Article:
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Let’s talk, Period!

Male voices across the spectrum tell Pooja Prabbhan how imperative it is for new India to acknowledge a woman’s biological truth
Last Updated : 13 September 2020, 05:16 IST

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Menstrual blood — Feeling squeamish already? Well, it’s about time we discuss it. Period. Why, you ask? Because, the collective abhorrence to the monthly biological process comes with its share of consequences on women the world over often pushing scores of women to dodge questions pertaining to menstrual disorders and the lack of adequate and comfortable alternatives during “that time of the month”.

Turns out, there’s a real reason behind the generations-long stigmatisations. And, it’s largely got to do with men not joining the conversation.

Amrish Malvankar
Amrish Malvankar

Silence isn’t the answer

Artist Amrish Malvankar urges men to understand that being emphatic benefits everyone in the long run. Judgements aside, a genuine lack of being accurately informed is what fuels the discomfort every time the ‘period talk’ crops up, opines Kawal Shoor, founder, Womb, who believes that educating oneself is the only way out to stop this mythologically unsupported victimisation.

“Private parts of a human being have been equated with being ‘dirty’ by contemporary Indian history. And bleeding from a private part makes it for many even more abhorrent. As a result, women have been deprived of normal living during these days. Walking into the kitchen, touching the pickle, praying in her own puja room have been culturally barred in this country. Will a man with a bleeding penis suffer the same fate,” asks Kawal, further opining, “This is not an issue that women have chosen for themselves, so how can they be punished, isolated, and victimised for it?”

Dr Gopi Chikkana
Dr Gopi Chikkana

What’s the big deal, really?

The hushed conversations and feigning concerns have branched across different mediums, often pushing women to keep mum about things that matter. But, now is the time to change, aver young folks in the advertising domain. “A research participant left my team shocked (all women) by explaining how she uses safety pins to ensure her three sanitary napkins (worn at the same time) stay secure. For a woman to go that far showed the complete lack of a working solution for heavy flow,” begins Kartik Johari, VP,Marketing & Commerce, of a sanitary napkin brand that recently made headlines with its first campaign on heavy flow pads that shed light on normalising period talk and de-stigmatisation of menstrual blood.

The brand is the first in the country that has chosen to show the colour of blood as red instead of blue in their TV campaign.

Kartik adds that winning for the right to show red in period ads has been a challenging yet rewarding decision, as it opened floodgates for others to follow suit. “We fought through reactionary and close-minded attitudes from men and women, from all sides of the aisle! Even now, when some women accuse us of being opportunistic or vulgar, we become even more motivated to change the perception of menses, from dirty/disgusting to natural/holistic,” he reveals.

Karan Babbar
Karan Babbar

A word of advice

“Listen without judgement if you ever happen to be present during a conversation on period. Consideration is the first step towards a more meaningful and respectful relationship with women,” believes Kartik.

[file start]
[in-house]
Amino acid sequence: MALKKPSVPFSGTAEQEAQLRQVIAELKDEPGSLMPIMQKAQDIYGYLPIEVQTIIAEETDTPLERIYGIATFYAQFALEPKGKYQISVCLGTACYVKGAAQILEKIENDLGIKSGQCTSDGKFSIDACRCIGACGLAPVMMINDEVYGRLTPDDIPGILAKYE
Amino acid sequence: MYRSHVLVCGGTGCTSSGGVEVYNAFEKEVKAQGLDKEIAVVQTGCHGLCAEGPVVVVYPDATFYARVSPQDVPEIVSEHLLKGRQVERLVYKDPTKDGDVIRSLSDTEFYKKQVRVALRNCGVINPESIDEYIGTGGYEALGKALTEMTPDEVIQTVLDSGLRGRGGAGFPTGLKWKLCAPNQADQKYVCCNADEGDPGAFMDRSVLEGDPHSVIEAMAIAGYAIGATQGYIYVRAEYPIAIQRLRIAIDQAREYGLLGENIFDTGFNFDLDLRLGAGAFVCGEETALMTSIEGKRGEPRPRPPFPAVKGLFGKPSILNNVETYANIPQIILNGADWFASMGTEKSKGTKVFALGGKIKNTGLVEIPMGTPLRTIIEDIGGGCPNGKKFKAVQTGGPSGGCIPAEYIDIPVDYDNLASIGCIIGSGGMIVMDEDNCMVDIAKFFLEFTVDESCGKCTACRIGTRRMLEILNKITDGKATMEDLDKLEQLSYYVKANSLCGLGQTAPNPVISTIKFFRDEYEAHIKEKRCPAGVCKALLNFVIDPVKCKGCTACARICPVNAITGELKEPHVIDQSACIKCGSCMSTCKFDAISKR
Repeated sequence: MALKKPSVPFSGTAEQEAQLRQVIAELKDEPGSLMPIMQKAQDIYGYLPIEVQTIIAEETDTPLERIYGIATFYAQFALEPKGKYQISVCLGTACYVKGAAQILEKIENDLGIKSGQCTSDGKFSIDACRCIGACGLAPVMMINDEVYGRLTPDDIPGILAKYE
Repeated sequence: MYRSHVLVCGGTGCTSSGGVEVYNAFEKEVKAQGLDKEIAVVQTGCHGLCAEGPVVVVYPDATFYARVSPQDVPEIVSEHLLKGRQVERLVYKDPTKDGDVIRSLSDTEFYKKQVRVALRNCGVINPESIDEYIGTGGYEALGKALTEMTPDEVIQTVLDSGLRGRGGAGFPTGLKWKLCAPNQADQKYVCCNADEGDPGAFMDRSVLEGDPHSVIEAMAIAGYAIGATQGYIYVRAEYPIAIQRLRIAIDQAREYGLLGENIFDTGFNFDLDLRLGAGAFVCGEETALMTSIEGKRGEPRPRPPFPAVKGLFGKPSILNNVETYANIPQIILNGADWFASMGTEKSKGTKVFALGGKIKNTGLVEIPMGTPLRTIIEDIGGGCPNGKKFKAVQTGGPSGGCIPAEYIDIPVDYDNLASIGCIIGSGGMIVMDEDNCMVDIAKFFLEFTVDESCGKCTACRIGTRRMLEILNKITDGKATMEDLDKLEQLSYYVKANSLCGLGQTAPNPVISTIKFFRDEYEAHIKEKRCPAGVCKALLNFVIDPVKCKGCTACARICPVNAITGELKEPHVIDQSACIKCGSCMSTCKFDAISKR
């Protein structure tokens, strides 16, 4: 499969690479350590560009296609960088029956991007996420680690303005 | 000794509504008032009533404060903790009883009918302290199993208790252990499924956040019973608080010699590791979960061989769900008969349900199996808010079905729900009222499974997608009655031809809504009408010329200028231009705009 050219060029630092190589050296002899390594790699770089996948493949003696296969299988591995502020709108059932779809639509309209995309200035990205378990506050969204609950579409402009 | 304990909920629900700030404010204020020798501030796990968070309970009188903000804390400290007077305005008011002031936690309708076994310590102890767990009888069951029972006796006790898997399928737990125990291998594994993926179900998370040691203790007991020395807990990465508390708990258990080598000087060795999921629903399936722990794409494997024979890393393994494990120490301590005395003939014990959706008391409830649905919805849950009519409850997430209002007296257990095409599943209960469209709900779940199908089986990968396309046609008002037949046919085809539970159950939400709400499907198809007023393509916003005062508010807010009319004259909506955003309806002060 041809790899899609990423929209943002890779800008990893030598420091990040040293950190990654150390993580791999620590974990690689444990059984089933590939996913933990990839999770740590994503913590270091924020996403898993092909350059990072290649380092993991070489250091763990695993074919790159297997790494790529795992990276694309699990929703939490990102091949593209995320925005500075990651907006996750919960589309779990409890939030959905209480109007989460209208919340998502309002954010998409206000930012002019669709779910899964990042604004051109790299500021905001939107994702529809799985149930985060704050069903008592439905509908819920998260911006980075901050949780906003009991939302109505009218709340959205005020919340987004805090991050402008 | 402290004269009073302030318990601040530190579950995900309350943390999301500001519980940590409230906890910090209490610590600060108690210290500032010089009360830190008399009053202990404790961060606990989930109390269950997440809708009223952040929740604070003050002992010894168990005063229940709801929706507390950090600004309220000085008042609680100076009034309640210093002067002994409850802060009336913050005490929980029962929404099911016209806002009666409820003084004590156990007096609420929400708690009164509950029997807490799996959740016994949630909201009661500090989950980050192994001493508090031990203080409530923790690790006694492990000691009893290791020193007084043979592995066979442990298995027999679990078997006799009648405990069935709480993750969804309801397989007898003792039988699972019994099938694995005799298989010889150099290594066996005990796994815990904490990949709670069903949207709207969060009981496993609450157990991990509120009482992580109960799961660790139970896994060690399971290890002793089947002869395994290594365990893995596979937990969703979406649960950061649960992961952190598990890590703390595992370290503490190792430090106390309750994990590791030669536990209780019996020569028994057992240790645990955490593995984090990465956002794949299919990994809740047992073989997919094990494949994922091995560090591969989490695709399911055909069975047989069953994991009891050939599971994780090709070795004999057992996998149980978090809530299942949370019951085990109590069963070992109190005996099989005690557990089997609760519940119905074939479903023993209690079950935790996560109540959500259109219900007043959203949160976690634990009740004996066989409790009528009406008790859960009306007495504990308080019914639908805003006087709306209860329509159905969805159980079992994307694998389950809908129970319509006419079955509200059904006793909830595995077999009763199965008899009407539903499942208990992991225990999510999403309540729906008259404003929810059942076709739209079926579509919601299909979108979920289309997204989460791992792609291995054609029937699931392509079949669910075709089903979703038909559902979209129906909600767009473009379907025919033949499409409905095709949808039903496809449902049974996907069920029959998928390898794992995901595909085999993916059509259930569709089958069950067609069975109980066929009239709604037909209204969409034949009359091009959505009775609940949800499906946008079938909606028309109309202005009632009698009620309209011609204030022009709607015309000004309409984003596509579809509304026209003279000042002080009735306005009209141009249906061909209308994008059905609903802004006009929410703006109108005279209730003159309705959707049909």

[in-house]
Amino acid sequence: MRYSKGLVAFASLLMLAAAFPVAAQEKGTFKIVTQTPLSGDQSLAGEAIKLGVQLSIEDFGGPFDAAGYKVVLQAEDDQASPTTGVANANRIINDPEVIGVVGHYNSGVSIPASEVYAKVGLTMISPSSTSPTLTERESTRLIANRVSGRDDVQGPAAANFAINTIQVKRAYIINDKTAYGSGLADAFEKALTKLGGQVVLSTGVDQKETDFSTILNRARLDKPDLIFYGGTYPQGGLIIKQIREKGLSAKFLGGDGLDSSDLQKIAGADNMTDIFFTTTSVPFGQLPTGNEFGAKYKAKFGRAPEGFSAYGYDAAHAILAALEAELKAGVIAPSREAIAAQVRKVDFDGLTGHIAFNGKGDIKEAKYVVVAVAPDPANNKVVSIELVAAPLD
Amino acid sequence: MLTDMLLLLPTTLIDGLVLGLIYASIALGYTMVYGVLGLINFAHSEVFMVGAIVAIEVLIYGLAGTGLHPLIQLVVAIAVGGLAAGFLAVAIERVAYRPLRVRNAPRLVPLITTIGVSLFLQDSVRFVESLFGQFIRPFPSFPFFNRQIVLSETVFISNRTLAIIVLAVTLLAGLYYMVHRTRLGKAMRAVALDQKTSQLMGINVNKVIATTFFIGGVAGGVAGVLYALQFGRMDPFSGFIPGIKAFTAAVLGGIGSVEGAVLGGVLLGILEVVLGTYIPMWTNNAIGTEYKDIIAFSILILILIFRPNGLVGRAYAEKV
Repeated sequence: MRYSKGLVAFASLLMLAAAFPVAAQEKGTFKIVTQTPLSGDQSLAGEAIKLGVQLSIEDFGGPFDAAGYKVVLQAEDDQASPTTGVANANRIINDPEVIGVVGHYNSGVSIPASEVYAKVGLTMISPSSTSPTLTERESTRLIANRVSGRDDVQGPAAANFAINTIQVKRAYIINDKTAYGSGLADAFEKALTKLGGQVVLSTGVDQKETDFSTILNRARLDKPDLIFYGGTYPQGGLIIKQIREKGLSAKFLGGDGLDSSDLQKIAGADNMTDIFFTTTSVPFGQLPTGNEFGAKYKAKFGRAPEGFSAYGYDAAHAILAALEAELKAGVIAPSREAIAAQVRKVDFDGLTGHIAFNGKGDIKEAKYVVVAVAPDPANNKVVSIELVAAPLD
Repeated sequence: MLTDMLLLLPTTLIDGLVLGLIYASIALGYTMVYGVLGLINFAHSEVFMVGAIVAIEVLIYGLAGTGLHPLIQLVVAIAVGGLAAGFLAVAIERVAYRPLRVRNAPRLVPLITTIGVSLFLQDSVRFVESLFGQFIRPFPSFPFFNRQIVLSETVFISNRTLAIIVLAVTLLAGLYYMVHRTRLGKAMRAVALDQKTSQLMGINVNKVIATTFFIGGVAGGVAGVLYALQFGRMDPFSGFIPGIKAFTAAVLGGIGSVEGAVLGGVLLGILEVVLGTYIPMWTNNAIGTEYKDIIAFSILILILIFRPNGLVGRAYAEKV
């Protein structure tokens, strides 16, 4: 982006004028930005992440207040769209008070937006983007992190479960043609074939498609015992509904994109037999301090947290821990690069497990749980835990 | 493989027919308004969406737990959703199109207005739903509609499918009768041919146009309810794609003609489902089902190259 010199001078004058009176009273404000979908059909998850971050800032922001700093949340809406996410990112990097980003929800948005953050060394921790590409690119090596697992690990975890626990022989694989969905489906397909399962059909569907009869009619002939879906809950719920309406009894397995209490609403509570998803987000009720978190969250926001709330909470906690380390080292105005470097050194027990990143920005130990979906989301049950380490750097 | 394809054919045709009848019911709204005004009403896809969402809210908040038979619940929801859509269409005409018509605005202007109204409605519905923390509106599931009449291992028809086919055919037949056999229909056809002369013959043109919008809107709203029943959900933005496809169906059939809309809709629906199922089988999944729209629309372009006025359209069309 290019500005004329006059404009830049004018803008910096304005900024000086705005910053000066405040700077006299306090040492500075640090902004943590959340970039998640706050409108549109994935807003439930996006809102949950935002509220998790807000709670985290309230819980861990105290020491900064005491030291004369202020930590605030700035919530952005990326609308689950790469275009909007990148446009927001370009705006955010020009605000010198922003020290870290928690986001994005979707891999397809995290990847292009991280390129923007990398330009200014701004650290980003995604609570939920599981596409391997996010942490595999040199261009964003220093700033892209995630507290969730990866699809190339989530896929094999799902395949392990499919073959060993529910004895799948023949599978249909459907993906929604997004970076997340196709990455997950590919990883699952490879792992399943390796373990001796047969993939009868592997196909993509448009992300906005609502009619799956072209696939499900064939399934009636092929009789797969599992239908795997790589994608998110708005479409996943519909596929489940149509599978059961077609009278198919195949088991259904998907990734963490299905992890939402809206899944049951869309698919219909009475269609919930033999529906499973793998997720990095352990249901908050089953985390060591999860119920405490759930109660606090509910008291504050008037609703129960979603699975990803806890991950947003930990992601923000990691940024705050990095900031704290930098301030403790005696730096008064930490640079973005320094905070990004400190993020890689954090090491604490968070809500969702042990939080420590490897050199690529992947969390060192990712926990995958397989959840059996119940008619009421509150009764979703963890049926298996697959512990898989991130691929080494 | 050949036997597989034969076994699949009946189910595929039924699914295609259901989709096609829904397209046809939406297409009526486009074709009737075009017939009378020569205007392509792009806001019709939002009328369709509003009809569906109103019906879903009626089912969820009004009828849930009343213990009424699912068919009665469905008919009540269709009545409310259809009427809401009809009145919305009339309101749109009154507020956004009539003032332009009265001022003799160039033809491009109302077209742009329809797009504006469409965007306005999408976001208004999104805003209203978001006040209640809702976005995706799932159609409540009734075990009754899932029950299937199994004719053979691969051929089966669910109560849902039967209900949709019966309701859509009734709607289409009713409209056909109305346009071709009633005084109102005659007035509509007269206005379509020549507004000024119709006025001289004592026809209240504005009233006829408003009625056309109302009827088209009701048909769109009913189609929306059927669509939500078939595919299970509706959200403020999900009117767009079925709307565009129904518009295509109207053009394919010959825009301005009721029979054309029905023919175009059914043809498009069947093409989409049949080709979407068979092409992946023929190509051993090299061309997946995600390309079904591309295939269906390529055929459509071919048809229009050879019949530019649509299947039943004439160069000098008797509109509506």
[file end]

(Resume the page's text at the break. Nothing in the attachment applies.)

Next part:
Let’s not treat it like a disease because it really isn’t. Medieval ideologies can only be replaced by real conversations with a great deal of sensitivity, suggest health experts.

“During menstruation, the hormonal changes cause varied psychosomatic symptoms like irritability, cramps, anxiety, fatigue and also depression sometimes. During these times it is very important for men and the family members to be aware and considerate to the lady and support her in every way possible. Let’s not treat it like a disease when it really isn’t,” advises Dr Gopi Chikkanna.

“Talk to women in your family about periods. There are days when they are in excessive pain during the periods. There is a need to involve men in this deeply tabooed topic to remove the stigma around menstruation,” states Karan Babbar, a PhD scholar, inferring how empathy among both men and women is the way forward.

Kartik Johari
Kartik Johari

Build a sense of normalcy

The stigma around menses is largely hyped, and expressing one’s aghast at spotting a period stain or an accidental leak is passé. Empathy and awareness are the way forward, suggests Silawath Irshad, a podcast host for The Growth Mindset Podcast.

“Shaming women for periods is like blaming men for having their own personal parts. Our biology is given to us by nature and it is time we accept this and support women the way they are,” he concludes.

Kawal Shoor
Kawal Shoor

Fun facts about menstruation

From the time of her first cycle to menopause, the average woman will have around 450 periods in her lifetime. That’s close to a decade of periods!

Sustainable sanitary options like menstrual cups and period panties are a lot comfortable than you’ve imagined. Research and reuse!

“That time of the month” can change the way a woman smells and sounds. This is because the female reproductive organ can alter vocal cords and natural scents to a great deal, albeit temporarily.

Despite some months of heavy flow, a woman on an average loses only three tablespoons of blood on her period.

Women are likely to experience acute pain more frequently in the winter months as
compared to the balmy
weather.

(These facts are not of the author or the experts and were collated from helpingwomenperiod.org)

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Published 12 September 2020, 19:07 IST

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